They called him Beetle because he was so lazy. But when he set his
mind to it, Beetle had the "stuff" to be a good cop. Like the time he
captured an armed robber.
Calling out from behind a parked car, Beetle convinces the bandit that
the SWAT team is already in position and ready to "take him out" if he
doesn't lay down his weapon, raise his hands and walk out of the store
backwards. The frightened robber does exactly as Beetle orders.
Then there's that cold wintry morning a few hours before dawn. Beetle is
parked in his patrol car on the top of a hill overlooking the downtown
area. He turns off the patrol car's lights, cracks one window to allow
for fresh air, then settles in for a warm winter's nap.
The shift sergeant knows Beetle's penchant for snoozing on duty and is
constantly on the alert for such a caper. Sleeping on watch gets you a
three-day suspension without pay.
This night the sergeant spots Beetle's darkened patrol car. Determined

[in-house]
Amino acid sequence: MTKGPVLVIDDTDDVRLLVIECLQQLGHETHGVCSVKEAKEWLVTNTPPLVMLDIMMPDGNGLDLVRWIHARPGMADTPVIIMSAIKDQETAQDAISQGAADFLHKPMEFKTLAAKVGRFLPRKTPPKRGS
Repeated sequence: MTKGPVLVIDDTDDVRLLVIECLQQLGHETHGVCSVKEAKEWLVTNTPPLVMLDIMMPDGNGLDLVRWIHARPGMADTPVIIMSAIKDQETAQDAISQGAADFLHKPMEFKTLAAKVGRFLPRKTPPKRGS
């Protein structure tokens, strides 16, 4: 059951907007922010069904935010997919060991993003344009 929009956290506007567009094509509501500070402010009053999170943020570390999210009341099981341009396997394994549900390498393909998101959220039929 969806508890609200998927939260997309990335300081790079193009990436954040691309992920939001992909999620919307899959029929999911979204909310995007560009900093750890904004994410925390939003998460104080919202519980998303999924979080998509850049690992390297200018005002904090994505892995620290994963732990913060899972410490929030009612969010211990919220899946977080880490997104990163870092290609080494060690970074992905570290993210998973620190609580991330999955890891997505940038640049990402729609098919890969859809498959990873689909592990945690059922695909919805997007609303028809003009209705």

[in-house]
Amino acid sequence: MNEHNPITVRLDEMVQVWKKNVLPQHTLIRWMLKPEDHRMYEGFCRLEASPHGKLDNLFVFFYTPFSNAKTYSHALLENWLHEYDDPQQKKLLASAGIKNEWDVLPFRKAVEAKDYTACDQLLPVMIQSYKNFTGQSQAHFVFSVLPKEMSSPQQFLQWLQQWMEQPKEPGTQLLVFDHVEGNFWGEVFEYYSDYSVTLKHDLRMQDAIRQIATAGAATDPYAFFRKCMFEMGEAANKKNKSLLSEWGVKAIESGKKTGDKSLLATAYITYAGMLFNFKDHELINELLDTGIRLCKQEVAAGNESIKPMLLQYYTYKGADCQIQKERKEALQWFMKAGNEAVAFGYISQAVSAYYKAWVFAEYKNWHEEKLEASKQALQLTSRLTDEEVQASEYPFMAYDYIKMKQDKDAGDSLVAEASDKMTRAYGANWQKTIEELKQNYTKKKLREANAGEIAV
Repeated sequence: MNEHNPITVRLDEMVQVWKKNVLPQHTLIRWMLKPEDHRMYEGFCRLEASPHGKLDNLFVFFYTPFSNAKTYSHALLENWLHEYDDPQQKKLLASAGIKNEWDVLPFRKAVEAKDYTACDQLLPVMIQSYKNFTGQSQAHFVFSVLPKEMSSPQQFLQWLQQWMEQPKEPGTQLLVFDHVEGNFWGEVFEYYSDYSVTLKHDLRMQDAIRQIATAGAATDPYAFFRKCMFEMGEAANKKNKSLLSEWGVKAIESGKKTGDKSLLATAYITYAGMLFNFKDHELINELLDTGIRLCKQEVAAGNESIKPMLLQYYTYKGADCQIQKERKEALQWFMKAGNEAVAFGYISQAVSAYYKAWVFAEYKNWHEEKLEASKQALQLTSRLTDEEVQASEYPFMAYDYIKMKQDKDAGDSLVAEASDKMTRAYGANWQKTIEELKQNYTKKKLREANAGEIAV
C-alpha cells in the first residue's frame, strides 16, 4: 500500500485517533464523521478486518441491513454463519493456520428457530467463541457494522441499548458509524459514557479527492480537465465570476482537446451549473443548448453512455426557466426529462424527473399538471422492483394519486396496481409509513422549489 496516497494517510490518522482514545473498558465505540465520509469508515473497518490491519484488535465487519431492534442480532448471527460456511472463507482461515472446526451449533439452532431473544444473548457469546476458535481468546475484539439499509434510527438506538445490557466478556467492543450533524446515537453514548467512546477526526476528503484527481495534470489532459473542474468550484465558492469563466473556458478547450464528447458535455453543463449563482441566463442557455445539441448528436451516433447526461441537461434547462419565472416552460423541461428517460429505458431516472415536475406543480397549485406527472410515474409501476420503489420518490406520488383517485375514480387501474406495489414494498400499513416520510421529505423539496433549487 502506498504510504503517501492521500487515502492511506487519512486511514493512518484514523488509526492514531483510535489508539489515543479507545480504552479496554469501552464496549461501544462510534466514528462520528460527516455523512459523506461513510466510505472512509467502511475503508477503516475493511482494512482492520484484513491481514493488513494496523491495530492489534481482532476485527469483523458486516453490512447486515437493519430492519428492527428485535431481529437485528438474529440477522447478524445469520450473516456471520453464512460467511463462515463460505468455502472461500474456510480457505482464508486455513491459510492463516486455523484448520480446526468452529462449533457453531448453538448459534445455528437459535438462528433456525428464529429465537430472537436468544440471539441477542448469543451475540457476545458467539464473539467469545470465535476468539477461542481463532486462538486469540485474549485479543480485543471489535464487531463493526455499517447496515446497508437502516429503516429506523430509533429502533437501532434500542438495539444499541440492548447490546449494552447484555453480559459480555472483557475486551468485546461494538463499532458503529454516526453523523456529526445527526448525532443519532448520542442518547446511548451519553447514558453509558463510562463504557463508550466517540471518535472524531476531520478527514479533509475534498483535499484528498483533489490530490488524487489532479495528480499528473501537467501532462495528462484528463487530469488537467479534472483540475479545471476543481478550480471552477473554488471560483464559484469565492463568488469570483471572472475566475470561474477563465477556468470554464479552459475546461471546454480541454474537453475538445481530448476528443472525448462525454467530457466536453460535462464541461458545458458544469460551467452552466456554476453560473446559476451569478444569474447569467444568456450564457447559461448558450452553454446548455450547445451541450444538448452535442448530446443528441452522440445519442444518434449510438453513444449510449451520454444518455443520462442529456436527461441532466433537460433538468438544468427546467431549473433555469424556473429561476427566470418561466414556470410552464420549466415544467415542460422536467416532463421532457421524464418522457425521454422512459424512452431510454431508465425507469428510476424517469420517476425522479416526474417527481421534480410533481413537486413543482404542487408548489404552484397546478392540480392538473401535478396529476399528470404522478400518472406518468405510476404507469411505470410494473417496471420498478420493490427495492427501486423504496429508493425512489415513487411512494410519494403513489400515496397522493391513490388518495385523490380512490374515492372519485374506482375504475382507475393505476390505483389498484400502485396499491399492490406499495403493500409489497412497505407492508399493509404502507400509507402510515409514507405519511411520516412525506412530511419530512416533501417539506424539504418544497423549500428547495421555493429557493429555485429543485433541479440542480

to catch him in the act, Sarge parks his own patrol car on a side
street, tiptoes up behind Beetle, being careful to stay in a blind spot
so he wouldn't be seen.
Beetle appears to be in deep slumber. Ever so slowly the sergeant
presses on the door handle trying not to make a sound.
There's a tiny squeak as the door opens. The sound is just enough to
alert the slumbering Beetle, who is never — even at the moment of
awakening — at a loss for action.
Sarge, viewing this Prince of Slumber with his head down and hands
crossed, thinks he's finally got Beetle.
At that very moment Beetle says, ever so reverently, "And please, Lord,
bless my sergeant and his lovely family and keep them out of harm's way."